Matt is haunted by the death of a girl from a car accident he caused years ago. Matt was drunk and as he reached for the car radio, he struck the girl as she crossed the road. The guilt ...
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Matt is haunted by the death of a girl from a car accident he caused years ago. Matt was drunk and as he reached for the car radio, he struck the girl as she crossed the road. The guilt that he feels has altered his sense of reality, making Matt's life a mystery full of shadows and phantoms. Now, years later Matt goes away for weekend with his new girlfriend Dawn. After a wild session of lovemaking, Dawn goes for a walk. While she is away a strange man with an ax comes into the motel room and attacks Matt. After that incident Matt goes into the woods, looking for Dawn. There he encounters Dawn's family who tie him down and put him on trail for the murder of the girl years before. They find him guilty and he is sent back into the forest to be hunted down by the family. The deeper Matt runs into the forest the farther his mind is lost to the Blackwoods.Written by
When Matt is spying on Dawn and her family, the initial camera shot from outside the home displays Matt on the right side of the window. However, once the camera changes to a position inside the home, he is shown on the opposite (left) side of the window. The camera then shifts to show the family, and when Matt is almost caught for making a noise he is back on the original (right) side of the window again. See more »
A while back I read an interview with Uwe Boll saying how his early non-video-game-adaptation movies are better and people should watch them as well before judging him. I've done both, and I have to say Uwe Boll makes no bad calls any other straight-to-video filmmaker wouldn't either, he's just much more high-profile thanks to his video-game franchise licenses. He isn't a bad director, but he's not one of the best either. Blackwoods is a case in point. It's an entertaining, solid movie, but it has problems, namely confusing writing and an end that comes suddenly and explains everything in five minutes flat.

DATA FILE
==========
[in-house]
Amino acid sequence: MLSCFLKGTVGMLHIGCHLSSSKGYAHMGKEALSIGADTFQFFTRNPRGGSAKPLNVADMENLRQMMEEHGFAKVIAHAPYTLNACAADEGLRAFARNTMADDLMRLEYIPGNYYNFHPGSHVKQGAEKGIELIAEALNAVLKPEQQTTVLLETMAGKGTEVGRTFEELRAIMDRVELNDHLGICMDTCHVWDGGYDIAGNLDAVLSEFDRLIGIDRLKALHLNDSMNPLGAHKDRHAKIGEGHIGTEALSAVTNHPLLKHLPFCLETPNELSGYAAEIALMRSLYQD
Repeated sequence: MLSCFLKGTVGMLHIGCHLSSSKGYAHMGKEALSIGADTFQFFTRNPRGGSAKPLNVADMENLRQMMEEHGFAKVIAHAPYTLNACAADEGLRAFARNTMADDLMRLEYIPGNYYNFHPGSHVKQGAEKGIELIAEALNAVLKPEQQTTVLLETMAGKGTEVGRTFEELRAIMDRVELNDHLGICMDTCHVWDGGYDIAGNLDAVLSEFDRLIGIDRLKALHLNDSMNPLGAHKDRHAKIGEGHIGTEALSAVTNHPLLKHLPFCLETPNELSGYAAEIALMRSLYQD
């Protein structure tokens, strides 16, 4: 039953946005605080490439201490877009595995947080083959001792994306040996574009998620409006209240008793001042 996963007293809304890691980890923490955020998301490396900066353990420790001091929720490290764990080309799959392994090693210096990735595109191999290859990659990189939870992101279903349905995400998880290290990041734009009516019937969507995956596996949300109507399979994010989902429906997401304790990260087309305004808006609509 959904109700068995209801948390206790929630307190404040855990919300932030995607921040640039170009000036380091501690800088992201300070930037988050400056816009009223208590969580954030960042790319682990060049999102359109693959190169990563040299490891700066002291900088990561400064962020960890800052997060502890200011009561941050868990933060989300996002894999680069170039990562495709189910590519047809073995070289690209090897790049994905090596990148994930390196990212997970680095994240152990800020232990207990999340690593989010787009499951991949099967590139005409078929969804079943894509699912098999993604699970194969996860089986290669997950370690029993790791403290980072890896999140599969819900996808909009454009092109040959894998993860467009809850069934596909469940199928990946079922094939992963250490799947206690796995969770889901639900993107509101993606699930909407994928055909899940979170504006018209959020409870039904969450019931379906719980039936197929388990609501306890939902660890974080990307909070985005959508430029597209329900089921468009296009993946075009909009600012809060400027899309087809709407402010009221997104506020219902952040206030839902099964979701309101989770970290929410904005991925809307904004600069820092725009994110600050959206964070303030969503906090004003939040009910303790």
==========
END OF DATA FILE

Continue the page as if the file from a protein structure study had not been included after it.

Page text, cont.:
Blackwoods constantly refers via flashback to a horrible car crash that the main character has before the start of the movie, where a woman is accidentally killed. It constantly drops hints that 'sumthin' ain't right' with the main guy Matt, but doesn't really have any exposition till the closing minutes. While this keeps the pace brisk, it does mean that you feel a little left out of proceedings.
Also, the cast lay their 'you ain't from around here is ya boy' routine on a little thick. If Clint Howard had acted any stranger I would have started to expect Jeremy Beadle to hop out from behind a TV set during the motel segment. Given that Boll actually does a good job of developing an uneasy atmosphere for the movie, it seems unfortunate that he also got his actors to really turn up the 'weird dudes' knob. It kind of cheapens the effective direction a little.
Still, despite it being quite confusing at times, and having some fairly odd, unnecessarily nuanced acting (not bad, just really strange), Blackwoods is an entertaining film. The storyline is intriguing, and the way it's fed to you is quite gripping. Unlike Boll's House of the Dead, his other film I've seen, which is non-stop stupidity (though I hasten to add, that's good stupid not bad stupid), Blackwoods is quite intelligent and well put together. It's worth a shot, don't expect a miracle, but give it a try, you could enjoy it a lot.
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